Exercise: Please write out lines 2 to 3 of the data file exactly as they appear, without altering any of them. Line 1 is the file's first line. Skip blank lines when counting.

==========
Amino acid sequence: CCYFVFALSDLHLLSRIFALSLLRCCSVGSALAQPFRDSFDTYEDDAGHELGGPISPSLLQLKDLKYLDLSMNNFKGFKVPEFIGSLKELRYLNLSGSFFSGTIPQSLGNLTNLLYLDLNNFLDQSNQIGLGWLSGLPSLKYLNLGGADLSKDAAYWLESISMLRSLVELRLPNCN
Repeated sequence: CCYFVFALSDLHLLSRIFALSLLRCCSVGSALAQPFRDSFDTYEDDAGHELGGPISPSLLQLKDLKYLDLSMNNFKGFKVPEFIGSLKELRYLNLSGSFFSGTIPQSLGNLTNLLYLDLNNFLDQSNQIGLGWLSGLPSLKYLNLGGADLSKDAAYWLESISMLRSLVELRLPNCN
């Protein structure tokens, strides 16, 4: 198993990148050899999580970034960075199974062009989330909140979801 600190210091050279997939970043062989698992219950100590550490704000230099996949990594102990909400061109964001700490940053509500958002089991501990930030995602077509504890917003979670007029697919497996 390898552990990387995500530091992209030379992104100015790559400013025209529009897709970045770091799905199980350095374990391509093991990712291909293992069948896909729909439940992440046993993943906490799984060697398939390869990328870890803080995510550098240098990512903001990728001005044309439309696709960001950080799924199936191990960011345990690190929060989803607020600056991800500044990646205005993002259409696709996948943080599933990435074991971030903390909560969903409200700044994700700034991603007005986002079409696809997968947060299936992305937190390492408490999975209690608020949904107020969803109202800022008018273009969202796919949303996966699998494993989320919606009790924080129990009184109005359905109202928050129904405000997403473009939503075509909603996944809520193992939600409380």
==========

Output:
Repeated sequence: CCYFVFALSDLHLLSRIFALSLLRCCSVGSALAQPFRDSFDTYEDDAGHELGGPISPSLLQLKDLKYLDLSMNNFKGFKVPEFIGSLKELRYLNLSGSFFSGTIPQSLGNLTNLLYLDLNNFLDQSNQIGLGWLSGLPSLKYLNLGGADLSKDAAYWLESISMLRSLVELRLPNCN
């Protein structure tokens, strides 16, 4: 198993990148050899999580970034960075199974062009989330909140979801 600190210091050279997939970043062989698992219950100590550490704000230099996949990594102990909400061109964001700490940053509500958002089991501990930030995602077509504890917003979670007029697919497996 390898552990990387995500530091992209030379992104100015790559400013025209529009897709970045770091799905199980350095374990391509093991990712291909293992069948896909729909439940992440046993993943906490799984060697398939390869990328870890803080995510550098240098990512903001990728001005044309439309696709960001950080799924199936191990960011345990690190929060989803607020600056991800500044990646205005993002259409696709996948943080599933990435074991971030903390909560969903409200700044994700700034991603007005986002079409696809997968947060299936992305937190390492408490999975209690608020949904107020969803109202800022008018273009969202796919949303996966699998494993989320919606009790924080129990009184109005359905109202928050129904405000997403473009939503075509909603996944809520193992939600409380």